The unemployment rate had come down to 10.18% in June 2020 after touching the peak of 23% in April and May 2020 during the nationwide lockdown.
As per the data, surge in unemployment rates has been driven by significant increase in urban unemployment rates at 14.73% in May compared to 9.78% in April and rural unemployment rate at 10.63% as against 7.13% in April 2021.
Further, the index of consumer sentiments worsened in May at 48.6 compared to 54.4 in April 2021. It was at 48.6 as of May 30, 2021.
“Thanks to the second wave of Covid-19, India’s economic recovery process is stalled. India needs household incomes and their sentiments to improve substantially before it can hope that they would contribute to the recovery process,” CMIE said in its weekly analysis.
According to CMIE, recovery of the Indian economy depends to a great extent on acceleration in the spending of these relatively richer households i.e. those that have an annual income of Rs 500,000 to Rs 10, 00,000 and those who earn more than a million rupees a year.
CMIE data shows income of households with annual income of a million or more rupees was 14.5% lower in the quarter ended December 2020 than in the December 2019 quarter while households with income of less than a million rupees saw their incomes shrink by less than 1% in a similar comparison.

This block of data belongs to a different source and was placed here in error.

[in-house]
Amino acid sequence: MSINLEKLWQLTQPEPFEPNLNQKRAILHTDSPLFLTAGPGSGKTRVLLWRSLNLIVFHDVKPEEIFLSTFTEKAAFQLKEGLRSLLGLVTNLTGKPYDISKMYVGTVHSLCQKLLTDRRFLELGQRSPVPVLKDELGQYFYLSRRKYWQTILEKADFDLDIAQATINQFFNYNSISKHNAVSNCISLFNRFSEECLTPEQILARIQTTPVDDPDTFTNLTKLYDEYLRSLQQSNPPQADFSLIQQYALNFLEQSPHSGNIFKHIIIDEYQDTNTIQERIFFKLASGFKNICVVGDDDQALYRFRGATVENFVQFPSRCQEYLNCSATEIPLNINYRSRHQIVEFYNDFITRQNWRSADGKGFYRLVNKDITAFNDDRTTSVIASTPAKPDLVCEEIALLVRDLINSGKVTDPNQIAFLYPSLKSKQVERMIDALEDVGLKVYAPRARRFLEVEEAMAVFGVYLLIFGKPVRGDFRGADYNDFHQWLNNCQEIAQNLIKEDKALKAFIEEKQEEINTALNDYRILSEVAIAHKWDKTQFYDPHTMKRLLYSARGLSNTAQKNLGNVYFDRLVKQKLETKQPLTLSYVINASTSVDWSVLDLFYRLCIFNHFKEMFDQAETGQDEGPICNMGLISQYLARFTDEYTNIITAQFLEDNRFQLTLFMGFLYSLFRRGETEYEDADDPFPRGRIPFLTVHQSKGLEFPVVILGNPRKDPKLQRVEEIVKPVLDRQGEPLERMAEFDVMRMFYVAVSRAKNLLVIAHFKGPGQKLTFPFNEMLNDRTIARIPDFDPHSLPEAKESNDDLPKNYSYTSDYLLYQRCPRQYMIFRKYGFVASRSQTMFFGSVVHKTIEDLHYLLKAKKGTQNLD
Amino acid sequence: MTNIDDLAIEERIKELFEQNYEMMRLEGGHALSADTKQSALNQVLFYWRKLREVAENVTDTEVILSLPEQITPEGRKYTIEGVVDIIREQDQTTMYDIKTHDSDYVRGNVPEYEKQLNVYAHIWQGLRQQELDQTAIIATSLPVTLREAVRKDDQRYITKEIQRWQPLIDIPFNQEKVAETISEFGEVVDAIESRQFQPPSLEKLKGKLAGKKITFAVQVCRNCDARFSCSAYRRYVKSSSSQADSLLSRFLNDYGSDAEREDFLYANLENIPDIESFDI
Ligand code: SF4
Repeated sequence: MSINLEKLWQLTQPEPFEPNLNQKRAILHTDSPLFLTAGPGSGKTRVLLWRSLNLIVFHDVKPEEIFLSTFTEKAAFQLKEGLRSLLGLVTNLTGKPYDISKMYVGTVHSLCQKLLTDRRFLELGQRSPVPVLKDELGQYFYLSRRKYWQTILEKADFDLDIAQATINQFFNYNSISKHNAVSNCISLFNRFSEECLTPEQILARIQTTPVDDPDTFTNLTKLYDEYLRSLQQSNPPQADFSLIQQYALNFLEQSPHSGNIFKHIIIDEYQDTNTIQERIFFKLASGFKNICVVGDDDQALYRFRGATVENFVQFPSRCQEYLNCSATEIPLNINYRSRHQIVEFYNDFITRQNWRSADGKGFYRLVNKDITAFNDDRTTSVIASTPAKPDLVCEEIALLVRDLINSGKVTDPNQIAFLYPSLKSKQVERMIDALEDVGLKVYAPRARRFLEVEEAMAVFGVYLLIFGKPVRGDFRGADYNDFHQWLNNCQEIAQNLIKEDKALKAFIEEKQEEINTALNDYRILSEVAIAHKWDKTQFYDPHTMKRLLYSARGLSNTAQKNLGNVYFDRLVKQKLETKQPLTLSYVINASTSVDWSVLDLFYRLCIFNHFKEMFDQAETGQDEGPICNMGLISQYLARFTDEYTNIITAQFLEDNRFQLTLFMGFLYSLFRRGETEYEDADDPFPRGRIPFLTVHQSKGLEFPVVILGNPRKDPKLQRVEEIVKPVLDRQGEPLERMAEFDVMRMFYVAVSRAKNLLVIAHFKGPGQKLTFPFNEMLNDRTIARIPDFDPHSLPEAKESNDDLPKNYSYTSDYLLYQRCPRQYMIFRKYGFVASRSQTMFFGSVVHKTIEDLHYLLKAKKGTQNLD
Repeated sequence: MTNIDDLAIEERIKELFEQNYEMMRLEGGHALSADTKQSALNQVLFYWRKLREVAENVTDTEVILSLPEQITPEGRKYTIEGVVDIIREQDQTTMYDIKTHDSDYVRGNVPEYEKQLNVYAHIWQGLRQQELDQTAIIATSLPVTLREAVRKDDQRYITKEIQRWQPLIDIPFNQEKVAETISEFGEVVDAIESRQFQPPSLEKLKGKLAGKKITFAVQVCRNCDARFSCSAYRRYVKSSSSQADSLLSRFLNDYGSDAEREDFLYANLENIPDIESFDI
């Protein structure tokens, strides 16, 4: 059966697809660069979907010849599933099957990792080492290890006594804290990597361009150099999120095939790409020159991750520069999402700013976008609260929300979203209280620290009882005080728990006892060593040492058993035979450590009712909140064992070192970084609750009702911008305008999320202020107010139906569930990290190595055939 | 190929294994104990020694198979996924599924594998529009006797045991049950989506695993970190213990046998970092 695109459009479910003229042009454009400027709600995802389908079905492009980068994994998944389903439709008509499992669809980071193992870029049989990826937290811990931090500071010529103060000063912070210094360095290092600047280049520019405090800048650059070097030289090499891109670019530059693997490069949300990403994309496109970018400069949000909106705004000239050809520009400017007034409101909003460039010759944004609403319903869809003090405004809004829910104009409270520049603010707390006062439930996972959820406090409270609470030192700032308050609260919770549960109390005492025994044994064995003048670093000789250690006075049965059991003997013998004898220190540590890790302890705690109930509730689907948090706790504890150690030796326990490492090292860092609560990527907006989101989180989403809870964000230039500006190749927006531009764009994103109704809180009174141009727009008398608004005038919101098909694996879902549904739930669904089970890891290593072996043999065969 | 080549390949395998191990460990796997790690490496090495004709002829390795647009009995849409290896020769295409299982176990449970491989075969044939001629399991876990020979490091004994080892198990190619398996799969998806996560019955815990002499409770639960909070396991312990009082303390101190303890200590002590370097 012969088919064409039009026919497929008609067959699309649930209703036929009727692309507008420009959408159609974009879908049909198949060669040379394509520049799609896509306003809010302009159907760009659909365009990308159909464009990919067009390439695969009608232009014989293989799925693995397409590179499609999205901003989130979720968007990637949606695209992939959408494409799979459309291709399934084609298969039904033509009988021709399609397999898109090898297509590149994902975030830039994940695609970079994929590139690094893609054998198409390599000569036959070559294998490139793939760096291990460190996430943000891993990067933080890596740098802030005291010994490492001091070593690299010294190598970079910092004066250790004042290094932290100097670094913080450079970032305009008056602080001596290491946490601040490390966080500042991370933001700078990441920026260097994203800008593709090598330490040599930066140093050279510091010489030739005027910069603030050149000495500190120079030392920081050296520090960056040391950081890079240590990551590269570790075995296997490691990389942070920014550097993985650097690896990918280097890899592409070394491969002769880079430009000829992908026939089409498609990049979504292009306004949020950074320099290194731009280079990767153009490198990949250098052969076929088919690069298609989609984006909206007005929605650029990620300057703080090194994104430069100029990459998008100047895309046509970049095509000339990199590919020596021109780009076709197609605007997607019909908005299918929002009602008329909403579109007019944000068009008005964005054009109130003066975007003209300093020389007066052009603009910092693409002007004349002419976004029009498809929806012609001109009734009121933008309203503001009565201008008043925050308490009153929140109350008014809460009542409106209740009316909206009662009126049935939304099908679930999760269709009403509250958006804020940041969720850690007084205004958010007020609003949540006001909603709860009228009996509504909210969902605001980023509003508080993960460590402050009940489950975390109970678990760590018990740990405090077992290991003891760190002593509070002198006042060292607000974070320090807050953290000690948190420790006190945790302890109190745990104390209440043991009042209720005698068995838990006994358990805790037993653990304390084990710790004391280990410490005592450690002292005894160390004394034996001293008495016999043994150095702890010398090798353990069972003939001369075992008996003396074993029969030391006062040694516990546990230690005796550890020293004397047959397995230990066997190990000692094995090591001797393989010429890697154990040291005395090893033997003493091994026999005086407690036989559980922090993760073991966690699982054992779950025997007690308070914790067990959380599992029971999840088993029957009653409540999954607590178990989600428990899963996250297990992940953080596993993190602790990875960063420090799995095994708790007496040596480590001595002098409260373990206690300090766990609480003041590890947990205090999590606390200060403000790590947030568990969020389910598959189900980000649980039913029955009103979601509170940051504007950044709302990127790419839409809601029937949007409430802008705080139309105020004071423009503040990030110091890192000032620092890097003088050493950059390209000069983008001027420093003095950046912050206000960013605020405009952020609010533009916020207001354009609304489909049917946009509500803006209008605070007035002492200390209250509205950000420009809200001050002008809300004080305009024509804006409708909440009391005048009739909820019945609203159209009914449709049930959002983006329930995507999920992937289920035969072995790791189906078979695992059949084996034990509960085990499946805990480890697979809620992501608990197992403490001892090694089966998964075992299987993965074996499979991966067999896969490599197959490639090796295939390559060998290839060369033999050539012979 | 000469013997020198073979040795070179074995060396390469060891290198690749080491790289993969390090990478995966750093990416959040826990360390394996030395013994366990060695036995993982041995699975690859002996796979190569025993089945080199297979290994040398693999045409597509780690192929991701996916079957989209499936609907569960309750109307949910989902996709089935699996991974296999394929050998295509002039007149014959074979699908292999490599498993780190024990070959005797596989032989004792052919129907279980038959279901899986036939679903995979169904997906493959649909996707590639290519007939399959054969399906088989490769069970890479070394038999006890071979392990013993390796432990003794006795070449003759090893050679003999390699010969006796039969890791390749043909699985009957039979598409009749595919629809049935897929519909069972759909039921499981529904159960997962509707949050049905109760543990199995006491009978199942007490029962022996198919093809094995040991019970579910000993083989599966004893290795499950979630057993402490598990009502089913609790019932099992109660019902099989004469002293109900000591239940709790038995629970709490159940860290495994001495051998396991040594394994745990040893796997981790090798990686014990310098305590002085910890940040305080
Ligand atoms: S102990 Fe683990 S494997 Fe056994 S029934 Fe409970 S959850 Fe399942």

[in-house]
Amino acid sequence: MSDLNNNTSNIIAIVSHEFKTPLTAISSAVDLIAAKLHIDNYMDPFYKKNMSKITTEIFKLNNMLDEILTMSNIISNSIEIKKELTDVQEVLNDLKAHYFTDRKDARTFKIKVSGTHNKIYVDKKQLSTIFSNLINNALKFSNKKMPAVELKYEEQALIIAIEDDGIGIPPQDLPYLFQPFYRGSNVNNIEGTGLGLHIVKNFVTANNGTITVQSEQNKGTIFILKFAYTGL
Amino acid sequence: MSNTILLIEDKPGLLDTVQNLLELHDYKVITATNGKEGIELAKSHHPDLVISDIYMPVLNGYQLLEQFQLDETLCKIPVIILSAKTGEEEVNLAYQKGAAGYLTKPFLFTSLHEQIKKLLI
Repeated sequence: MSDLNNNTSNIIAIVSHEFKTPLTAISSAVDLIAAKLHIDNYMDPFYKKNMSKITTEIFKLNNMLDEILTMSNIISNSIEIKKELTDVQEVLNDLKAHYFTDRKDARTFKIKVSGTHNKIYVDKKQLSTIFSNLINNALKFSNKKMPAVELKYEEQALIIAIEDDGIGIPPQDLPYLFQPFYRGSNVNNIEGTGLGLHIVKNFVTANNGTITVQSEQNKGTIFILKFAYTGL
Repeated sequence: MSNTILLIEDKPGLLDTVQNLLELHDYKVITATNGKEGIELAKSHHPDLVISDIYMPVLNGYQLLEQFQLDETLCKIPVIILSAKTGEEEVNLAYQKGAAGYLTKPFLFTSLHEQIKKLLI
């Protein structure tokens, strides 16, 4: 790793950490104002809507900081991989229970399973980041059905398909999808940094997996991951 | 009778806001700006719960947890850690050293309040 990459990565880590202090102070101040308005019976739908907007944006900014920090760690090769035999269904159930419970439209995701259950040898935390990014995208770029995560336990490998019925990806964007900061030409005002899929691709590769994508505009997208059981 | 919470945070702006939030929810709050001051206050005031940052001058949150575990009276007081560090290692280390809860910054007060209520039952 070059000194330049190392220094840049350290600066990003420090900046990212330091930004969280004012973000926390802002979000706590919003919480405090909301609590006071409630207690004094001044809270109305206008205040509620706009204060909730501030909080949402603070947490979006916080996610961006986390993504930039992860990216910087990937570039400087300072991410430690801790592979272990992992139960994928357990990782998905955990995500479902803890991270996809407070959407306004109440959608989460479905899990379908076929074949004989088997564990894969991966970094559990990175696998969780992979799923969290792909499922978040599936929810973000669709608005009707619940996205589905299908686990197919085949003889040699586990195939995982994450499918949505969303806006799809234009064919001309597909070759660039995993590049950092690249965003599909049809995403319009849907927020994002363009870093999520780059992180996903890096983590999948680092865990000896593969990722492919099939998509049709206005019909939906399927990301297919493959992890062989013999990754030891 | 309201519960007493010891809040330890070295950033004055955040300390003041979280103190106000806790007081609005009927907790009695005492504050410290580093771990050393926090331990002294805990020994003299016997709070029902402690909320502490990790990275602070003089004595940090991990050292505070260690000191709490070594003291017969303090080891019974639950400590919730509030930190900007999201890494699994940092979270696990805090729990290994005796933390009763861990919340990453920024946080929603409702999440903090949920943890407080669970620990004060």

However, even a small hit in income has hurt consumer sentiments disproportionately. The Index of Consumer Sentiments of households that earn more than a million rupees in the quarter ended December 2020 was 48% lower than it was in the quarter ended December 2019 while consumer sentiments of households that earned less than a million were down by over 50% in the same comparison.
While these showed an improvement in the quarter ended March 2021 but sentiments declined again in April, the month when the second wave of Covid-19 peaked in India, says CMIE.
In April 2021, 36% of the richer households said that their incomes were worse than they were a year ago while only 11.8% said their incomes were better than they were a year ago.
According to CMIE, the biggest spoiler to the expectation that the top arm of the K in the K-shaped recovery would power India out of the abyss is its sudden elevated pessimism.
“In April 2021, less than 6% of the richer households said that they expected their incomes to be better in a year,” it said. This is half of the proportion who claimed to have seen an improvement in their incomes compared to a year ago.
This is also half of the respondents who believed in the preceding four months that their incomes would improve in the coming year. “Sentiments have suddenly worsened for the richer people in April,” it added.